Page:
SHOW #2: HOUSE OF EMERALD SYX’s SHROUDS AND CHANDERLEIRS House of Emerald Syx (btw, though I worship Prince, this name reeks of a ‘80s girl group that he might have produced, spelling and all) was in total conflict with their concept and needed major counsel. They considered having the models seated at small tables and bars as if at a glamorous cocktail party (Iman goes to mega-galas, I thought) or having the models literally dance down a red carpet (Francine wanted her girl to actually do a Charleston-like jig on the catwalk). The house was all over the place. With my persuasive creative guidance, both of these ideas eventually disappeared. (Models don’t dance unless they are Naomi Campbell, Erin O’Connor, or Coco Rocha, with years of training, or, when Alexander McQueen had professional choreographers train supermodels for months to dance for his 2004 “They Shoot Horses, Don’t They” collection.) Instead, Calvin’s idea to shroud the models like statues and have them revealed one-by-one, got the green light. My challenge was to create a setting that did not look like a haunted mansion with ghosts looming or worse, Abu Ghraib. So with the help of an art director, Lee Clayton, we referenced the ballet Sleeping Beauty to create the reveal. We attached the shrouds of grey chiffon to filament (as to not ruin the hair and makeup). Then I had the designers practice poses that showed the details of the garments (hello, Jeffrey!) with the models to create a shape under the shrouds. Some worked, some not so much, but overall it looked good.

This house is filled with conflicting opinions on everything: make-up, colors, mood, music, even models are at risk. Hopefully, they will grow and learn to listen to each other more, or they may continue to receive Iman’s wrath (“it’s a fashion emergency!”) and Isaac’s critical eye—he remembers and can reference ANYTHING AND EVERYTHING pop culture.


Nami’s idea was to modernize Iman’s inner jungle warrior (mainly Mike’s idea). The last time I checked, Iman was a university student, not living in the bush, when Peter Beard discovered her in Somalia. Guided mostly by Cesar and Mike, the house wanted to show a white collection with hints of black and red. I was really impressed by Cesar’s effect of layering chiffon to enhance the animal print motif for his gown. With this in mind, I thought of a layered imagery effect on the rear projection screen, which would allow each designer to have their own abstract urban motif background, in black and white, behind their garments.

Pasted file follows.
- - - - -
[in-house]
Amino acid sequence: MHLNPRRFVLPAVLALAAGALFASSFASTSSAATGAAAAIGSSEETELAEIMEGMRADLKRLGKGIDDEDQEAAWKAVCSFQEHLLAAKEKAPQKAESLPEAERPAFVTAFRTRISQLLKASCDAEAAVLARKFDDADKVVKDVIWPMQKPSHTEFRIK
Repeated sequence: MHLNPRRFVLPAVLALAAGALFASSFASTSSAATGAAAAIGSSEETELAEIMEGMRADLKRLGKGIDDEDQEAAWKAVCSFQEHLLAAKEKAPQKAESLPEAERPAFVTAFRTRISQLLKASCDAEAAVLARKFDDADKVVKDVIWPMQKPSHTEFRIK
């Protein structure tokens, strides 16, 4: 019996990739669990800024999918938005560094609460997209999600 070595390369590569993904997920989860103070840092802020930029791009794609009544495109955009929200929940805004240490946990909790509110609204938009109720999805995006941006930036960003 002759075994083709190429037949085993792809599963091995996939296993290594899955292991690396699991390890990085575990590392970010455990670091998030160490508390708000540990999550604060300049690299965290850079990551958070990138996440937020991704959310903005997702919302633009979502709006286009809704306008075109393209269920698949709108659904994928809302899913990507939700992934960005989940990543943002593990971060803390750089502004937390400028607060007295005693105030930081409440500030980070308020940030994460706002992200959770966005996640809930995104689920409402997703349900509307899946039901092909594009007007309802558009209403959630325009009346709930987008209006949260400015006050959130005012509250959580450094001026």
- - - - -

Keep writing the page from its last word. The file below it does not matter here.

Mike’s Halston meets Tom Ford-esque noose gown had a cobblestone image.

David’s diaphanous jacket and dress combo had a wooden shaft image.

Dominique’s rugby dress has bicycle spokes details.

Eduardo’s strapless puff was set against a metal building.

Ro’s leggy gown was in front of twisted wires Cesar’s animal print moment was highlighted with scaffolding.

To create a sleek-chic, modern-jungle meets urban-refinement, I had the model entrance and the lacquer black runway outlined in black bamboo (thanks to the art team for getting to the Flower District at 5 am the morning of the show to find the perfect bamboo). Using only the rear projection screen to create a narrow long catwalk effect for the show, the parade ended with each model posing in her own overhead spotlight (Iman lives in the spotlight) and then being bathed in red light. Note: the room glowed in red throughout their show to pickup on the red details in the clothes, like the line on Dominique’s dress’s waistband. I chose video of a virtually endless red carpet, journeying through an outer space-like tunnel for a space-opera moment to create a true modern and beyond feel (and an ode to Stanley Kubrick’s 2001:Space Odyssey, a reference I love to use when I can) which the Nami house gagged over (which means loved).

The House of Nani has a few strong-minded visionaries competing to win, so I hope Dominique, being the only girl, and youngest member of the house, can keep up with this crew, compete with focus, and not be too distracted by David and his dark wavy hair.

To be continued…